Elogs. It’s very simple a study is not needed but you will spend millions to do so. Listen to vetran truckers it’s elogs causing the number of fatalities to rise!!

  3. Andy

    Elogs and poorly trained truck drivers are the biggest problem…since there has been a claim of a shortage in truck drivers, the mega carriers have been targeting the unemployable and unskilled workers with the promise of a great career and lots of money…they hire uneducated and mentally unstable individuals to fill their trucks and take no responsibility for when things go wrong..they blame it on driver error..stop 3rd party testing and do better evaluations of potential drivers by bringing back the apprenticeship of becoming a truck driver..then you will gradually see a decrease in truck accidents..old school drivers have and always been the best truck drivers on the road..stop these mega carriers from destroying this profession with their poor hiring practices..bring back “old school” training..plain and simple

    • Eli

      Can’t agree with you more. I work in the industry directly dealing with drivers and this rings true.

    • kara megella

      I talked to an Ontario Trucker back around 2002 or 03 who claimed Oil patch drivers in Alberta and Sask truck drivers basically were not as well trained as eastern drivers and haven’t the skills of eastern drivers. Well to him and any other easterner who wants to come here and show us here in Alberta & Sask how to drive you’re more than welcome to show us how it’s done.

    • Scott

      As a 27 year truck driving veteran, I couldn’t agree with you more. The mega carriers will literally hire anyone, train them quickly, and throw them to the wolves in less than 2-3 weeks. A lot of them are immigrants who can barely speak English or cannot speak English at all. Funny how it states in the CMV regulations that a CMV driver must be able to read, write, and understand the English language proficiently in order to drive a CMV.

  4. D.j.Bruneau

    Stop all truck training schools for profit. They dont operate on a honest pass/fail system. Period. Stop secondary testers also.when you can buy a C.D.L. hello,there’s your problem. Retired self taught driver of 43years. Thank-you!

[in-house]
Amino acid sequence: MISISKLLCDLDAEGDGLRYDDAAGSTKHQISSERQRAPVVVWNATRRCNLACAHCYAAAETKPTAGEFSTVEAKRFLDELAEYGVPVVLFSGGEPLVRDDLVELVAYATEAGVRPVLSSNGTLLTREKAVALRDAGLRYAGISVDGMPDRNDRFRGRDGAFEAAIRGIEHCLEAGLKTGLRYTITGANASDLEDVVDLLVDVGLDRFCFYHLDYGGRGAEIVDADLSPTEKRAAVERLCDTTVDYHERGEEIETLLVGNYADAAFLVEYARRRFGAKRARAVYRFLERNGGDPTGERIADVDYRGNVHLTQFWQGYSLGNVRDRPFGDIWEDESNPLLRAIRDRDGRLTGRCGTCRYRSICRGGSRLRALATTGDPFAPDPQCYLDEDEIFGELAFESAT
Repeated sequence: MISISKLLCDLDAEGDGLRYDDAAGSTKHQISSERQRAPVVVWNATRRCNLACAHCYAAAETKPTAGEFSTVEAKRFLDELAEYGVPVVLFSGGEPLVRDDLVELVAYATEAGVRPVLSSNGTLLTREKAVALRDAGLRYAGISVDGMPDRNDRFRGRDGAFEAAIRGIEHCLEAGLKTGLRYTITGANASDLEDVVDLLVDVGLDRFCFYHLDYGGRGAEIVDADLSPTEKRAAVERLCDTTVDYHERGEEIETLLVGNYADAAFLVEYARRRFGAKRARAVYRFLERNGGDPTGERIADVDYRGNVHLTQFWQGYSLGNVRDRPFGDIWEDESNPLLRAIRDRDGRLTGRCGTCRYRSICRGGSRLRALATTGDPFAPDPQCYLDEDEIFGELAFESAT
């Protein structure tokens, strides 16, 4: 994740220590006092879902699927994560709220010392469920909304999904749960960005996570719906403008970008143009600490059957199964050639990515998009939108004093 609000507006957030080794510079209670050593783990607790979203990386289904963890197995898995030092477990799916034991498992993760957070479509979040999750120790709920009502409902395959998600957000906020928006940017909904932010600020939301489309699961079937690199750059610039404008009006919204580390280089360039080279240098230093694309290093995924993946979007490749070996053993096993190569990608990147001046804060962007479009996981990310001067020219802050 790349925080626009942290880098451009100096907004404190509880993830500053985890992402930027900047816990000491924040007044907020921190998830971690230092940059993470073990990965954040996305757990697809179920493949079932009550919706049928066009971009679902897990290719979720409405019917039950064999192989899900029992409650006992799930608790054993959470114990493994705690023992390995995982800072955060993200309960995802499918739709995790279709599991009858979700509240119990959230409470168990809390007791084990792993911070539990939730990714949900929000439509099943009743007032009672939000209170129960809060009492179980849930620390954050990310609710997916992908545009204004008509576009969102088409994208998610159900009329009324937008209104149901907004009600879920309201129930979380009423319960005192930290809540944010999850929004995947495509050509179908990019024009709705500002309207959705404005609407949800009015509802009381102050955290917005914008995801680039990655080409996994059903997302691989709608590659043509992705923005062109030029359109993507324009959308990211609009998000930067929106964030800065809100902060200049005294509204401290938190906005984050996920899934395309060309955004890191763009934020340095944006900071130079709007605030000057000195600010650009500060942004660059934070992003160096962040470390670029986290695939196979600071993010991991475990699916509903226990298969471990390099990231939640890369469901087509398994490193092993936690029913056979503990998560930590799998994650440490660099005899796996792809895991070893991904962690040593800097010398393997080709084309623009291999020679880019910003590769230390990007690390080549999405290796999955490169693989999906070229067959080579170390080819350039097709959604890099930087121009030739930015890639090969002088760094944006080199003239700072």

5. A. Wilson

    We can’t keep blaming E love for everything. Problem is poorly trained drivers that can’t speak the language. Don’t know the rules of the road, and have no idea how to drive in poor weather. They feel that they are doing nothing wrong with the way they drive. I hope I can retire before one of these ” steering wheel holders ” kill me.

  6. Daniel Kennedy

    It would be difficult to see those fatalities as avoiding a four wheeler! Also with a modern class eight, maybe some drivers are getting lulled into tpms, side warning, collision avoidance etc etc. Some of us”older” folks see the rise in total disrespect for big trucks and each other, from merging to speeding to tailgating. It is not a statistic for those big trucks it is a statistic of our society!

  7. Jeff

    You have truck drivers racing the clock you have immigrants with not enough training and young kids think is a race circuit and the everyday people in a hurry running late and city’s getting congested all these factors to deal with growing population

  8. D

    These people just KEEP adding more “safety” regulations and the wrecks keep adding up…poorly trained/BARELY trained people behind the wheels of these trucks…add in unreasonable pick up and deliveries…fines if you’re late…hold ups for HOURS at shippers and receivers….you
    REALLY want to know why more and more wrecks are happening? Come out here with us for 6 months…more “SAFETY”laws are NOT going to help this problem one bit.
    Need to make it MANDATORY…you wanna be a dispatcher….show at LEAST 2 yrs OTR.

  9. Stephen Webster

    E- logs are the problem receivers fines for being late lack of parking and low wages are the main reasons for more accidents. In 2005 a study was done in Canada. In February of 2006 a safety group and the Federal government said long haul truck drivers should make 1.9 times the minimum wage with overtime after 10 hours per day. The large trucking companies instead brought in speed limiters and made the right dontions get permits for oversea truck drivers and E-logs.5195239586

  10. Shaun

    I see truckers who are so in tune with their trailers and loads that maneuvering in heavily trafficked areas seems second nature, not to mention the ease and singular motion of what for others would be nervous, slow, three…hundred point turns as they back into a loading dock always with < space…. then they leave their air brake off and the forks go into the pavement. I’ve know several people who were hit and run by semis in Rialto this year alone.

  11. Aaron

    I recently had to drive an “automated” truck: Auroshift with auto braking and radar lane departure. Never felt so worn out.

  12. Rome

    Another factor to consider is the drug and alcohol problem thats plaguing the trucking industry. Truckers in US had the highest frequency of positive test for alcohol in the world. I honestly do not see why law enformcement don’t do random drug/alcohol at weigh stations across the country. It would get drivers who do not belong on the road off of it, and drivers without integrity out of the industry.

    • Aldinette

      How about starting a referendum in your state and see how many signatures you can get to get in on the State ballot? I’m sure MADD (Mothers Against Drunk Driving) one of the biggest National and State Lobbys will underwrite or take over your suggestion.


Leave a Comment

Your email address will not be published.


Subscribe to our mailing lists

Choose one or more topics: